The Myanmar government should avoid criminalising expression as a primary means of combatting hate speech, ARTICLE 19 said in a policy briefing published today. Previous drafts of a proposed anti-hate speech law contain vague and overly broad language that would infringe on the right to freedom of expression. Instead of advancing legislation along these lines, the Myanmar government should adopt a national action plan incorporating a wide range of policy measures consistent with international standards and best practices.
“Unchecked intolerance and discrimination have led Myanmar to a dark and dangerous place. Good faith efforts to address these challenges should be welcomed,” said Matthew Bugher, ARTICLE 19’s Head of Asia Programme. “However, an approach that rests on censorship and criminalisation is likely to do more harm than good.”
In a circular published on 7 January, the Ministry of Foreign Affairs stated that a draft bill concerning ‘hate speech’ would be prioritised for ‘early adoption’ by Parliament. Stakeholders with knowledge of the legislative process have suggested to ARTICLE 19 that the bill may be considered before the 2020 general elections, widely expected to be held in November 2020.
The Ministry of Religious Affairs and Culture previously led efforts to develop an anti-‘hate speech’ law. In 2016 and 2017, the Ministry consulted with civil society after sharing drafts under the titles ‘Interfaith Harmonious Coexistence Law’ and ‘Protection against and Prevention of Hate Speech Law’. Subsequently, responsibility for developing the legislation was transferred to an inter-ministerial committee chaired by the Ministry of Home Affairs. Civil society and human rights organisations have not been privy to recent deliberations by the inter-ministerial committee. However, ARTICLE 19 has reviewed a copy of a mid-2019 version of the bill developed by the committee and titled ‘Protection against and Prevention of Hatred Bill’.
The various draft bills produced by the Ministry of Religious Affairs and Culture and the inter-ministerial committee all rely heavily on censorship and criminal penalties as a means of combatting ‘hate speech’. Moreover, the term ‘hate speech’—or in the case of the most recent version, ‘hatred’—has been defined in a very broad manner, encompassing speech that may cause ‘conflict’ or ‘dissension’ among religious people and groups. As described in the briefing, this approach is incompatible with international human rights law.
Overly broad restrictions on speech can stifle the type of dialogue that is needed to promote tolerance. Moreover, laws with vague or expansive terms open the door for arbitrary or abusive application by government officials and are often used to silence the voices of minority groups or those with controversial opinions. In the rare circumstances when international human rights law permits restrictions on speech, criminal penalties should be used as a measure of last resort.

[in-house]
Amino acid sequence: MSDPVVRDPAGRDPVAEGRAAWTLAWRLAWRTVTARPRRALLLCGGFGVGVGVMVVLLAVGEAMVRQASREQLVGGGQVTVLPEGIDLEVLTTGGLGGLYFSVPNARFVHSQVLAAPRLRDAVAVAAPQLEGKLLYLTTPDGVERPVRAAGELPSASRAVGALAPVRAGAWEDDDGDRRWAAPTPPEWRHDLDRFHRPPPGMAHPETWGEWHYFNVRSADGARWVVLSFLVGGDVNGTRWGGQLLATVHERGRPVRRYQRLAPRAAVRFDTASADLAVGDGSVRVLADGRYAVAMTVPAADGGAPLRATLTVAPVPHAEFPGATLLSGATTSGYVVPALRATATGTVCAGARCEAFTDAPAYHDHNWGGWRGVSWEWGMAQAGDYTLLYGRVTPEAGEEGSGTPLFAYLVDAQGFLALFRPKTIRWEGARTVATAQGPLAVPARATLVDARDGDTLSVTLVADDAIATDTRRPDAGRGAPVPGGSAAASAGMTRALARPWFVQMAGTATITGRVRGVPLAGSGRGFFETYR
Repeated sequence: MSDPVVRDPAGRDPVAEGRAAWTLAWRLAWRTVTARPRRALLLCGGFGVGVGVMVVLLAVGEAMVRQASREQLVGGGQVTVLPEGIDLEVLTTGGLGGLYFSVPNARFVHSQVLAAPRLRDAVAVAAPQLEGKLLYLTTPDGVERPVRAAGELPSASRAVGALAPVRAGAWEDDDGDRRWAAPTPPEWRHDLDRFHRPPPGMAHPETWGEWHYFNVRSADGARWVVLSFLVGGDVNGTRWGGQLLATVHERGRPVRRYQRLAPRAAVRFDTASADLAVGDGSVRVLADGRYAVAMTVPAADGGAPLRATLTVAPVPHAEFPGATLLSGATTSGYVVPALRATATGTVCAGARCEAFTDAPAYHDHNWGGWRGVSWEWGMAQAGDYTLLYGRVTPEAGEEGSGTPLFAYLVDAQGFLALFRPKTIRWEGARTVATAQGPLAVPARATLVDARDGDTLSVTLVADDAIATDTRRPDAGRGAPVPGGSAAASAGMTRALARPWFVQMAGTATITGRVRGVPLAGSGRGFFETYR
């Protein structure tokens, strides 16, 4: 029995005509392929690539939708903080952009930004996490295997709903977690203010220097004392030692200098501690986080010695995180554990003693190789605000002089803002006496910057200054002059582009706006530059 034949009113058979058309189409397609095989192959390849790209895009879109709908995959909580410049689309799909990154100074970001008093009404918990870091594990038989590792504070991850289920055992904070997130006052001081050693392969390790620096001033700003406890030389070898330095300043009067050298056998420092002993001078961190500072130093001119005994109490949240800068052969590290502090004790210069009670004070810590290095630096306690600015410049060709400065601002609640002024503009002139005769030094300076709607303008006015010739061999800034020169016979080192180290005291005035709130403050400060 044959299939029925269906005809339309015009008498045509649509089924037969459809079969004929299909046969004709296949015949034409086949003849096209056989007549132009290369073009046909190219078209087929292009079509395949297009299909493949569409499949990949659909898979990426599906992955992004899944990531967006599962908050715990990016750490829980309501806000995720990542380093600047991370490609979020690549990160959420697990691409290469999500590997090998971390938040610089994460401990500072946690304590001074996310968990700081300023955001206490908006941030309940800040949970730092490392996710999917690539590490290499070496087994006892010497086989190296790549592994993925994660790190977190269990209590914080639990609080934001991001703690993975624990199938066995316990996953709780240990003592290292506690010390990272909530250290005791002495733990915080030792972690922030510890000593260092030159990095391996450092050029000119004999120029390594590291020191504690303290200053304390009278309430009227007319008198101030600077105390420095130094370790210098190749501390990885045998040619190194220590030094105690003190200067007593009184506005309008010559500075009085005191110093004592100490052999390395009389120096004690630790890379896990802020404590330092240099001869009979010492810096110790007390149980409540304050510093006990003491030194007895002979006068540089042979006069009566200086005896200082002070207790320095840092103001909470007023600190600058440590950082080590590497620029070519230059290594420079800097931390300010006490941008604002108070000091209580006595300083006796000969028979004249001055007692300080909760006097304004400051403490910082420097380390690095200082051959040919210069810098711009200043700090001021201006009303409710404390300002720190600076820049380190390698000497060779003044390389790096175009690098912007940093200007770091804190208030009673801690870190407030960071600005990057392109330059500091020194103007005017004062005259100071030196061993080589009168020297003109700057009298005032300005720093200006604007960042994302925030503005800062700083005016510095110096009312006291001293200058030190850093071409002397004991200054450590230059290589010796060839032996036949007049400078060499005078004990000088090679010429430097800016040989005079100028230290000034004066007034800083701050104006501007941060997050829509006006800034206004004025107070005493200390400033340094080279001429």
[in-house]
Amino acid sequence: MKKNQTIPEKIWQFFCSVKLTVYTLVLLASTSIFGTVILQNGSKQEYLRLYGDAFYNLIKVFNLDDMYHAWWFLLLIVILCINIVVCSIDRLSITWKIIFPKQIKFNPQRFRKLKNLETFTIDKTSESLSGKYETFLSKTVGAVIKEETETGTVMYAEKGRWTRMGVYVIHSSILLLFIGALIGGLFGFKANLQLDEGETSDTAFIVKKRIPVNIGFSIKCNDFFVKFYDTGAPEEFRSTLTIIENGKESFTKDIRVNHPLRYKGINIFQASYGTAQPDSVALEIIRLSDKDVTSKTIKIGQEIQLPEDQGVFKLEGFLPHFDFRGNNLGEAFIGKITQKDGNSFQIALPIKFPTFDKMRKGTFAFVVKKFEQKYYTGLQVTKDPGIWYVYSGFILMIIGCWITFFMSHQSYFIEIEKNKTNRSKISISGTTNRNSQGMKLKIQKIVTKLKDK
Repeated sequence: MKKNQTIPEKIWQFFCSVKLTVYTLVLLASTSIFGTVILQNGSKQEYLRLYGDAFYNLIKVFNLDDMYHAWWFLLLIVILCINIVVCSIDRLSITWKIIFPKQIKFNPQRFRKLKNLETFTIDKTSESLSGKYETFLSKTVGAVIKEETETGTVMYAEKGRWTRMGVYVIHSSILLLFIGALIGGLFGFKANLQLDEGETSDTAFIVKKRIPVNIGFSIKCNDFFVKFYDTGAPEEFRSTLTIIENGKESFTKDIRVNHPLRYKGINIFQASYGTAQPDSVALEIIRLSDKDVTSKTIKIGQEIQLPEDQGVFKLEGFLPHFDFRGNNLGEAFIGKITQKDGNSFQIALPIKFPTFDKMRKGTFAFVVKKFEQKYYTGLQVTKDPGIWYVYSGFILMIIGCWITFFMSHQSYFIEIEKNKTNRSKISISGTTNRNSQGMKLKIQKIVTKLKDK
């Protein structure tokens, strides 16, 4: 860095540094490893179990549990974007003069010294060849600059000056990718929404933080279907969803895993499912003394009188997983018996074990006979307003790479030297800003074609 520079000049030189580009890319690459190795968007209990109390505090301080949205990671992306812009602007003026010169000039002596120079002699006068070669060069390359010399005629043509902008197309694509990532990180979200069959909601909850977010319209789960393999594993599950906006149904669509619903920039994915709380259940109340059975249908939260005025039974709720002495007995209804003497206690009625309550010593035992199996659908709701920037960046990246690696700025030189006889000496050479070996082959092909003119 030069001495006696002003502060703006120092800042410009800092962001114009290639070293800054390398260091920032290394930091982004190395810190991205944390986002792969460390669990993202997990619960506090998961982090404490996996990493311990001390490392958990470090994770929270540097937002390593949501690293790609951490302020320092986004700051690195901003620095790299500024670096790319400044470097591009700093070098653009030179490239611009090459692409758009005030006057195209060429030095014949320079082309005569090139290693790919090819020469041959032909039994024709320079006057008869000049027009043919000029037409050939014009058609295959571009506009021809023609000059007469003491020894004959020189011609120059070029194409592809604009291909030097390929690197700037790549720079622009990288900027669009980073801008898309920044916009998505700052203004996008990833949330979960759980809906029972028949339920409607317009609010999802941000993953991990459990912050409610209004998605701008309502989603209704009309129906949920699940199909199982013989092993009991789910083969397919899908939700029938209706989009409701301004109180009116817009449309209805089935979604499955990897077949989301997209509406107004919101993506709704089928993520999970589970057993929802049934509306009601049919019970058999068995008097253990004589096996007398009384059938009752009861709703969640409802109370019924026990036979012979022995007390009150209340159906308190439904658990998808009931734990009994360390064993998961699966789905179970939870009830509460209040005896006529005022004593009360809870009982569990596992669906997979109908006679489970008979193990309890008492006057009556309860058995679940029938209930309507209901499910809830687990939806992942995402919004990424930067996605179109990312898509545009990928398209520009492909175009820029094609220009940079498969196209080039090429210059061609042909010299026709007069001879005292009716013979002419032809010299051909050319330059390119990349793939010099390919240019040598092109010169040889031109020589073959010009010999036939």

Instead of pushing forward with anti-‘hate speech’ legislation, Myanmar authorities should embrace a new approach relying primarily on positive policy measures to address ‘hate speech’ and intolerance. Meanwhile, the government should take decisive action to promote and protect the rights to freedom of expression and equality. To this end, ARTICLE 19 calls on the Myanmar government to enact a national action plan to counter ‘hate speech’ and intolerance in line with Human Rights Council Resolution 16/18, the Rabat Plan of Action, and the Camden Principles on Freedom of Expression and Equality.
Positive government-led initiatives to combat hate speech could include facilitating inclusive interfaith dialogue, training government officials on effective strategies to promote tolerance, encouraging local leaders to discuss causes of discrimination within their communities, establishing education and awareness-raising programmes, and promoting an independent, diverse and pluralistic media.
Government officials should further model tolerance themselves, denouncing hatred and intolerance whenever it is manifested and refraining from contributing to discriminatory or hateful rhetoric.
The Myanmar government should focus its legislative efforts to address intolerance and societal tensions on passing comprehensive anti-discrimination legislation. To the extent that criminal law provisions are necessary to address incitement to violence, discrimination, genocide or other violations of international criminal law, they should comply with international human rights law. Narrowly tailored amendments to the Penal Code offer the best path to addressing speech that constitutes incitement and warrants criminalisation.
“Government efforts to attach criminal penalties to speech need to be closely scrutinised. The Myanmar government’s track record of stifling dissent and silencing minority opinions suggests an even greater need for caution,” said Matthew Bugher. “As we near the 2020 elections, Myanmar’s leaders have cause to worry about hate speech and violence. Unfortunately, the government has repeatedly failed to address hate speech in a manner that is consistent with international standards. Instead, scores of government critics have been thrown in jail on bogus charges of incitement, defamation and sedition.”